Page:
Just what happened to the ‘Greenest government ever’?
The latest government statistics for the recycling of waste managed by local authorities show that the UK is in danger of missing its 50% target set for the year 2020.
While the figures show a slight rise in the rate of recycled household waste, they have remained in the low forties for the entirety of the 2010-2015 coalition government, despite Prime Minister David Cameron declaring in May 2010 that we would see ‘the greenest government ever’, a nationwide waste and recycling company says.
The Big Green company, which specialises in commercial waste management on an environmentally and sustainable basis, says that much has gone wrong in the last five years, and blames ‘Green Fatigue’ in national and local government, which has been reflected in public attitudes to recycling.
“It’s clear that the coalition gave up on green policies the moment they realised the way the political wind was blowing,” says BigGreen.co.uk spokesperson Mark Hall.
“The appointment of climate change-sceptic ministers in the second half of the government showed that they thought green policies were a vote loser. They might even have thought that the average voter didn’t care about the environment and recycling, and we think the UK is worse off for that.”
Statistics for the year ending September 2014, released by DEFRA and National Statistics show:
• The rate of recycled waste from households, year-ending Sept 2014 was 45.0%
• The figure for year-ending Sept 2013 was 43.9%
• British households produced 4% more waste in 2014 compared to 2013
• Between Sept 2011 and Sept 2014, the amount of household waste sent to recycling rose by only 268,000 tonnes from 22,085,000 to 22,353,000 tonnes
• The only recycling sector to have significantly increased between 2011-2014 is food waste, which rose by about 50% to only 294,000 tonnes
• Between 2012 and the beginning of 2014, household recycling rates actually declined
BigGreen.co.uk says there are a number of factors which explain why household and business recycling rates have effectively stalled in the last five years.
“The first of these is simple,” says BigGreen.co.uk ‘s Mark Hall, “It’s government-driven austerity.”
Hall says that reduced budgets for local authorities have meant that there is less to spend on everyday services such as refuse collection, and councils would rather concentrate on their statutory requirement to collect waste before embarking on the expense of recycling projects.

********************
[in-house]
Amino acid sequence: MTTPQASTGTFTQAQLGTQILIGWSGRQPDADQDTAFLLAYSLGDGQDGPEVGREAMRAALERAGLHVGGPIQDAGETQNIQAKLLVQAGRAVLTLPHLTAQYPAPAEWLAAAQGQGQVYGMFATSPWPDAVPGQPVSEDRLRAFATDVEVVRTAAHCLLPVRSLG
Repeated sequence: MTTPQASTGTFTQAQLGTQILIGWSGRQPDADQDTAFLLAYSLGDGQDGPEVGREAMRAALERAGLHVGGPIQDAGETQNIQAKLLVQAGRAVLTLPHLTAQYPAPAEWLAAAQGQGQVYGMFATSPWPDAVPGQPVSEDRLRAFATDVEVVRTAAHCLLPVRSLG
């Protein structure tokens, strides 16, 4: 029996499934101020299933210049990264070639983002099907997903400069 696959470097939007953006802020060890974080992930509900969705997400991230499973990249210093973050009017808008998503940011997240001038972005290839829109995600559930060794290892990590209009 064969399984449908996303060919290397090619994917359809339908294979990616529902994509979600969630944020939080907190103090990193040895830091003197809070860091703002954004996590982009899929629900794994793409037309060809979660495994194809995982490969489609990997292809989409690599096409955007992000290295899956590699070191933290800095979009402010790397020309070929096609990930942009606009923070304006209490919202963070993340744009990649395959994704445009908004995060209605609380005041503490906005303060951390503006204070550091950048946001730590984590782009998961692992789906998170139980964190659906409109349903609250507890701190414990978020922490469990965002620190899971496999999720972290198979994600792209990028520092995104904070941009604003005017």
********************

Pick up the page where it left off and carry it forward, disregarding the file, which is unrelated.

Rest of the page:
“This explains why some councils underperformed so badly,” says Hall, “They’re busy playing catch-up after posting recycling rates of less than 25%.”
With no uniform standard for the collection of waste for recycling in England and Wales, it’s little surprise that there are vast variations up and down the country. It’s when you go north of the border to Scotland, where commercial collections are governed by law, and domestic recycling is openly encouraged, that you see far higher recycling rates.
“While England and Wales are struggling to hit that 50% recycling target by 2020, Scotland’s assembly is already talking about being a 100% recycled economy,” Hall says.
BigGreen.co.uk thinks that the UK government’s case of ‘Green Fatigue’ is rubbing off on the public at large, with increasing numbers choosing to believe climate sceptics, and thinking that recycling is a “big con”.
“Climate sceptics are wrong, a view backed by 100% of climate change scientists,” says Big Green, “And recycling isn’t simply about stopping climate change anyway.
“Recycling makes financial sense for the UK as a whole. It’s cheaper than mining and constantly manufacturing new materials, and far, far better than burying waste or sending it for incineration.”
With the myth that recycling doesn’t benefit the everyday life of the average man on the street in England and Wales well-and-truly busted, Big Green asks why we don’t all recycle as much as possible.
“Every bottle or tin you recycle becomes another bottle or tin eventually”, says Hall. “It’s not a waste of time or money, it’s actually saving British companies millions of pounds and creating jobs every year.”
“As our American friends say: Get with the programme. It’s a great programme.”